To determine if maintaining continuity in research topic and method from early to late career yields a greater likelihood of physician-scientists’ research career success; that is, achieving research independence and producing impactful publications.
To explore the effect of maintaining continuity in research, 108 neurology residency graduates (2000–2010) from former medical scientist training programs at the highest National Institute of Neurological Disorders and Stroke– and NIH-funded institutions were identified. Through comparison of PhD dissertations with postgraduate work, research continuity was deemed present if there was evidence of continuity in research topic and method. With publicly available SCOPUS, PubMed, and NIH RePORT data, the correlation that degree of continuity had with h-indices, number of grants awarded, and R01 acquisition was examined.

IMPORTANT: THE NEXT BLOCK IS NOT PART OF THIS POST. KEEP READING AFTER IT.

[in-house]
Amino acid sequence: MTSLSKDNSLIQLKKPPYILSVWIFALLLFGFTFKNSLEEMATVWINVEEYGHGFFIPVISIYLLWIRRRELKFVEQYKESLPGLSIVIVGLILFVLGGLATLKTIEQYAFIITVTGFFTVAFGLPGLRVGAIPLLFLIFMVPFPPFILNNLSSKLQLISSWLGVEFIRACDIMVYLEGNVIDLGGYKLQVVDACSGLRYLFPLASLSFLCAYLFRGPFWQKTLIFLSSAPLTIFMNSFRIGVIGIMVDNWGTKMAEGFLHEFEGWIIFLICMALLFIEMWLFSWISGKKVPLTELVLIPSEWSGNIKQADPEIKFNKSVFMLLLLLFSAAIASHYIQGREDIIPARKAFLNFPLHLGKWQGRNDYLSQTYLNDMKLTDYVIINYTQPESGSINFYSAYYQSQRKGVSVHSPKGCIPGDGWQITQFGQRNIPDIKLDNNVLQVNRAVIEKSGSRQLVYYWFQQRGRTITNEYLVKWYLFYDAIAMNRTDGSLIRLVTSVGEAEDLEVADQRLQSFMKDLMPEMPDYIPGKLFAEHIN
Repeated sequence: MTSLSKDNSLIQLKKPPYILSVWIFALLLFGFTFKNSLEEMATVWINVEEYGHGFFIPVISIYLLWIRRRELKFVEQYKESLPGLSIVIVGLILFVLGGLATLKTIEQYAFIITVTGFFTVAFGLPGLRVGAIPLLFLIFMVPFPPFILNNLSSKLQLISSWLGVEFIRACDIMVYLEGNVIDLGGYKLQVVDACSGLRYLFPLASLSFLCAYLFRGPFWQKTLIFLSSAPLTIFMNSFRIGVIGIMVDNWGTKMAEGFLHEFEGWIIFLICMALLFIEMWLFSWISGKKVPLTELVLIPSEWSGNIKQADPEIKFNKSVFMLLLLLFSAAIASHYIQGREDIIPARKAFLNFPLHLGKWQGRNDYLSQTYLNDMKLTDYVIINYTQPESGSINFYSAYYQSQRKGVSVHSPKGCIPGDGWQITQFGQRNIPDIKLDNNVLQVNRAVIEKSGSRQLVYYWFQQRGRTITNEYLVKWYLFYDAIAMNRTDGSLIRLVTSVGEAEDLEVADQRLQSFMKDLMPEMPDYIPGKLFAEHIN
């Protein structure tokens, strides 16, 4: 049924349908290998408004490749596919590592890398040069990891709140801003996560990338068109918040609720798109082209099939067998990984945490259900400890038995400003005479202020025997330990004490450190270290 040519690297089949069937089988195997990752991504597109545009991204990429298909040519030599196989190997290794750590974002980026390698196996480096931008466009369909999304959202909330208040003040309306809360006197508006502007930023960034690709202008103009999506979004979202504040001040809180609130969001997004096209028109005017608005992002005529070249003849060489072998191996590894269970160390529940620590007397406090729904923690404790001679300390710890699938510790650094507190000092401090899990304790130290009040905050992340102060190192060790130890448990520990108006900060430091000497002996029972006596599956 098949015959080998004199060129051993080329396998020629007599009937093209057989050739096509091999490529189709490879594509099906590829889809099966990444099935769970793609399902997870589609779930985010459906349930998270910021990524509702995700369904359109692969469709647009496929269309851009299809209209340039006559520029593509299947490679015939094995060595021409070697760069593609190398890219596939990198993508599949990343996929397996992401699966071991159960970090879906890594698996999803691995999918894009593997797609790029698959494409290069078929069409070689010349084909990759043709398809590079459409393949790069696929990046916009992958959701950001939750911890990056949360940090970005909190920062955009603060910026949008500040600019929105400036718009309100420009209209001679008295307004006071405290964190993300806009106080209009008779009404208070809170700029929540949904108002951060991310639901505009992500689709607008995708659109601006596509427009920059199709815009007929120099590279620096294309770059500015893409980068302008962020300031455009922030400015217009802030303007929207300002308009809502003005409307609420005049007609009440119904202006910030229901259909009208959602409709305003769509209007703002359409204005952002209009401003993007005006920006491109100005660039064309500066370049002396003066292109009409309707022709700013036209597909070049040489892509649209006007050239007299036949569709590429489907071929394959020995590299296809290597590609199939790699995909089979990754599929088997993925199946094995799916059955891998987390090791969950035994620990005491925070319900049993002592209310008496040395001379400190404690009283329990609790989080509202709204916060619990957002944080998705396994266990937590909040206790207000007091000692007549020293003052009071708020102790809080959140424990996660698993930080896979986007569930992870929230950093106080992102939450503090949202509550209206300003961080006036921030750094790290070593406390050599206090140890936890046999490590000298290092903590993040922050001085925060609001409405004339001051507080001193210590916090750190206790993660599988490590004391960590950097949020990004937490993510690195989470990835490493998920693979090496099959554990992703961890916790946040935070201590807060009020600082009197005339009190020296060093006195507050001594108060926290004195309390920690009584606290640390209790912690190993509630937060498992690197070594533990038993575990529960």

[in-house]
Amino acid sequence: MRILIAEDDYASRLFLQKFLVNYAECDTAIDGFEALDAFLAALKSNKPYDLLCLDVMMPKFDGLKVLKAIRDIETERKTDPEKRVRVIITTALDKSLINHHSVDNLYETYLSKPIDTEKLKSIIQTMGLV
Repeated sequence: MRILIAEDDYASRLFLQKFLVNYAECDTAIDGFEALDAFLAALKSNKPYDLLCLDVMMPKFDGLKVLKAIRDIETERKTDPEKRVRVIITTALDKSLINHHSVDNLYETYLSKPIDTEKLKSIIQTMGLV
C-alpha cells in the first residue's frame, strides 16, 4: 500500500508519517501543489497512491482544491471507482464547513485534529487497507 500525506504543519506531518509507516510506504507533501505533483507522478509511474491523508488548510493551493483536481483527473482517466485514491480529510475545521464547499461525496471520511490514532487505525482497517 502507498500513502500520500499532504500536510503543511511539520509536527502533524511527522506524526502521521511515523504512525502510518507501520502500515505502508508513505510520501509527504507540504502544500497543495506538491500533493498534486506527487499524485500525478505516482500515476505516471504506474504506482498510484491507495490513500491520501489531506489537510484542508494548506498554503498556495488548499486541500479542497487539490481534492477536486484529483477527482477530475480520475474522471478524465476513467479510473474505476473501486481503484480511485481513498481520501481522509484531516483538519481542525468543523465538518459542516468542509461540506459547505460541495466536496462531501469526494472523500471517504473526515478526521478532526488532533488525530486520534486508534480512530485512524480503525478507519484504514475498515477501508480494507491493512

Nearly half of the graduates were classified as noncontinuous (45%), fewer than a quarter as somewhat continuous (22%), and roughly a third as very continuous (32%). The data demonstrated that research continuity increased the ability to acquire a R01, with 83% of R01 or R21 recipients having very continuous research. Very continuous graduates also had higher median number of grants received (2 [interquartile range (IQR) 1–3]) and a higher median h-index (17 [IQR 10.5–20]) compared to the somewhat continuous and noncontinuous groups.
This study highlights research continuity as an important and modifiable variable during the training period of physician-scientists and one that may improve their career success and promote greater retention within the workforce.